Re: No AI for Nano/No Nano for copyloads

Date: Thu Jul 13 2000 - 18:40:52 MDT

Robin writes:
> What if the first upload is a cryonics patient, who is legally "dead"?
> What about the apparent majority today who can't accept a machine
> being "conscious"? What if the first upload company keeps their uploads
> from talking with and interacting with ordinary people in "human" ways?
> (Software just does useful things; you can't see how.) And what if
> you can make *trillions* of dollars selling such software service?
> Won't that motivate them to do what ever paperwork/lobbying it takes?

Paperwork and lobbying won't necessarily do the job if people are morally
opposed to the project. Look at the genetically modified food issue
we have been discussing. There is a lot of money to be made but the
companies may not be able to overcome public opposition.

Or look at illegal drugs - billions of dollars there, but no significant
lobbying effort for legalization, because they know it would be useless.

Using cryonic suspendees as the guinea pigs for uploading experiments
would be the height of immorality. They can in no sense be considered to
have given informed consent. I couldn't see it happening in a political
climate like today's. Even for the illegal labs, suspendees would not
make good subjects for the uploaders, as their brains are likely to be
in worse conditions than fresh brains, and the personalities involved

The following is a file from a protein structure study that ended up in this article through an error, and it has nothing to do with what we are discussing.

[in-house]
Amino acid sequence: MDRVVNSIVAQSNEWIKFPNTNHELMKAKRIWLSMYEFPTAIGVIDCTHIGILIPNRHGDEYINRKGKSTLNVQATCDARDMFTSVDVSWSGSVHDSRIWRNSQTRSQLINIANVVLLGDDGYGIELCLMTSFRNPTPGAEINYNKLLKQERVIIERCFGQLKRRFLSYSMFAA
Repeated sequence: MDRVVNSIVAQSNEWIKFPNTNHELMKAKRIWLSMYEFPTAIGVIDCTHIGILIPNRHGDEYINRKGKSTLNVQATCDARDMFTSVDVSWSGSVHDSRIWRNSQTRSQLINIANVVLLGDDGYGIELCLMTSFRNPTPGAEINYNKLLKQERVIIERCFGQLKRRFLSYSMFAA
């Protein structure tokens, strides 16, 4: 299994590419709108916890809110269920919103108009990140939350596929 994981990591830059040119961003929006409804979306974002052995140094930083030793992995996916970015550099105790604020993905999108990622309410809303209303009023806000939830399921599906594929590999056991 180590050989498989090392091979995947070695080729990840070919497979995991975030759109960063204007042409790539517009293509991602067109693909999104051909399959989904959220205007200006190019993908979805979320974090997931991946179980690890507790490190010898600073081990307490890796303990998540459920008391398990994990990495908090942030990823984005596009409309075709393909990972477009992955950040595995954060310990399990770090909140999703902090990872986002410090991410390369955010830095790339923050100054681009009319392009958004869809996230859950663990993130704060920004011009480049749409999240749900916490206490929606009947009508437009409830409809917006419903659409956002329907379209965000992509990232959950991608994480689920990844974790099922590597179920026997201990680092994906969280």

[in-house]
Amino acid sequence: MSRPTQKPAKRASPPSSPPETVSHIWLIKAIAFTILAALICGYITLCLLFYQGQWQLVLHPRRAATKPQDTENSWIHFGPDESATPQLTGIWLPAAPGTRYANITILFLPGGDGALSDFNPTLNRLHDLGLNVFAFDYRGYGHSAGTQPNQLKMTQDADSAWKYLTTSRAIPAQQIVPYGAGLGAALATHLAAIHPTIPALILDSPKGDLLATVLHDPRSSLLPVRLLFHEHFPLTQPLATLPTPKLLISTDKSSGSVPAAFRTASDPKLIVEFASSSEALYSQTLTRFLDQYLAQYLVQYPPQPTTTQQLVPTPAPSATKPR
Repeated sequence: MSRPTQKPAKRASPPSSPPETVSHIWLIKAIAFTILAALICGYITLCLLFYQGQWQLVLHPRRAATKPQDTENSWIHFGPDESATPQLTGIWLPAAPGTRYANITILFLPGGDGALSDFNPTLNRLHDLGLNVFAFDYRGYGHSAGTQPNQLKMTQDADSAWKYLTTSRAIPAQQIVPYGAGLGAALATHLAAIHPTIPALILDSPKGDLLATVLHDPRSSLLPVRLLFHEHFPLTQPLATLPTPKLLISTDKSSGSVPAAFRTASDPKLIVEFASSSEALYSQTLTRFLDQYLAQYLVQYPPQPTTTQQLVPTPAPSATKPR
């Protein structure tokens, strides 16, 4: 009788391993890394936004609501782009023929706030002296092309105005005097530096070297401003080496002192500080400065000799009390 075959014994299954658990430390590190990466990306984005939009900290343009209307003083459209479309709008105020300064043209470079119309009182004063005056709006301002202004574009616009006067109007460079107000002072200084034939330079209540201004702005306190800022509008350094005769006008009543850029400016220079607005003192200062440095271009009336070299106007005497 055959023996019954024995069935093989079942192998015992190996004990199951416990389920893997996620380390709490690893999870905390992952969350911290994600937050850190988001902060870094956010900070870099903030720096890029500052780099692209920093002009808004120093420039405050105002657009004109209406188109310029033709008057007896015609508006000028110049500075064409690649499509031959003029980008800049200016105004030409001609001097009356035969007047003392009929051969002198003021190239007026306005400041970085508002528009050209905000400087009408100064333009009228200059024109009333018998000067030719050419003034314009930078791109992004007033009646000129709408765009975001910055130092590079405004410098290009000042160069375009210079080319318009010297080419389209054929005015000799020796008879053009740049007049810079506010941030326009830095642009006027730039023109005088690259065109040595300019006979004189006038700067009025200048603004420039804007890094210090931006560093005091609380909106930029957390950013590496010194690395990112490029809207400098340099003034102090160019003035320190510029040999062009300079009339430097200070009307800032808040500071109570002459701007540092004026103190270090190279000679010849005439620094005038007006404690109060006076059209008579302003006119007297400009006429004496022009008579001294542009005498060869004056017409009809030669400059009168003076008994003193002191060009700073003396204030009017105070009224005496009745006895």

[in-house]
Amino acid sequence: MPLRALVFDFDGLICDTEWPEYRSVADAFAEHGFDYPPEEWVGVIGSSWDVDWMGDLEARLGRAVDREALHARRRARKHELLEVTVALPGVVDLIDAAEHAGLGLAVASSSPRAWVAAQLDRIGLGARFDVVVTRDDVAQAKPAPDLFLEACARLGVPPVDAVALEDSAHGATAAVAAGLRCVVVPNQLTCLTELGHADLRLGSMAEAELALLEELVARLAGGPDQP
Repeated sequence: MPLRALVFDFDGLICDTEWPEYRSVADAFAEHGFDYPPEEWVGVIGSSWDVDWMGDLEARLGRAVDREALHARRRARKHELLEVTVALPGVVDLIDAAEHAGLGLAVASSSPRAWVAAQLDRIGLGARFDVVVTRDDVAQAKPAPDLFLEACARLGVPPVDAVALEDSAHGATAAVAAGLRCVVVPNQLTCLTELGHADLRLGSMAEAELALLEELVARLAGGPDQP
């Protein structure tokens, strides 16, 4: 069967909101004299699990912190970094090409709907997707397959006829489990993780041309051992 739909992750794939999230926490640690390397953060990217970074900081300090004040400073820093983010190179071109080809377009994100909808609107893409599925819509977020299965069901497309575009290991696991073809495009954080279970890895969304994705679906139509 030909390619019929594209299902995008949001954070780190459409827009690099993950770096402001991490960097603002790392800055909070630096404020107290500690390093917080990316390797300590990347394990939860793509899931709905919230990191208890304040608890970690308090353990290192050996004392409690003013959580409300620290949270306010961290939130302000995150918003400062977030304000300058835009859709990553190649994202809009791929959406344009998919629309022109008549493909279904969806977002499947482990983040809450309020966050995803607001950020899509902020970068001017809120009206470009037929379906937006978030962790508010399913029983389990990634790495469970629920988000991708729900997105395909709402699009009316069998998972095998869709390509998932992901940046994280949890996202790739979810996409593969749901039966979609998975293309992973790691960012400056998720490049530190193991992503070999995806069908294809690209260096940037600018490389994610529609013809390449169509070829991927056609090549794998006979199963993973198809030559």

are not only unknown but probably quirky at best.

Keeping the existence of the upload secret seems highly problematic.
If you're using the upload to do intelligent work, that probably is going
to require a certain amount of natural language I/O. You'd have to screen
his outputs to make sure he's not saying, "Help! I'm stuck in this box!"

Especially in order to make trillions of dollars, this software is
going to have to be widely replicated, and used for a wide variety
of functions. I don't see how you can perform the necessary filtering
to prevent him from communicating.

Plus, what are the odds that the destructive upload is going to work,
first time? Most things don't. A number of people are going to be
killed before you get an upload that works. The moral opposition to
such an effort would be overwhelming, especially when it comes from
people who will be put out of work if it succeeds.

For these reasons, I don't think a public upload project would happen
due to political opposition (at least not until the world has changed a
great deal), and I don't think a secret, illegal, private project would
be able to recoup its costs, either.


This archive was generated by hypermail 2b29 : Mon Oct 02 2000 - 17:34:35 MDT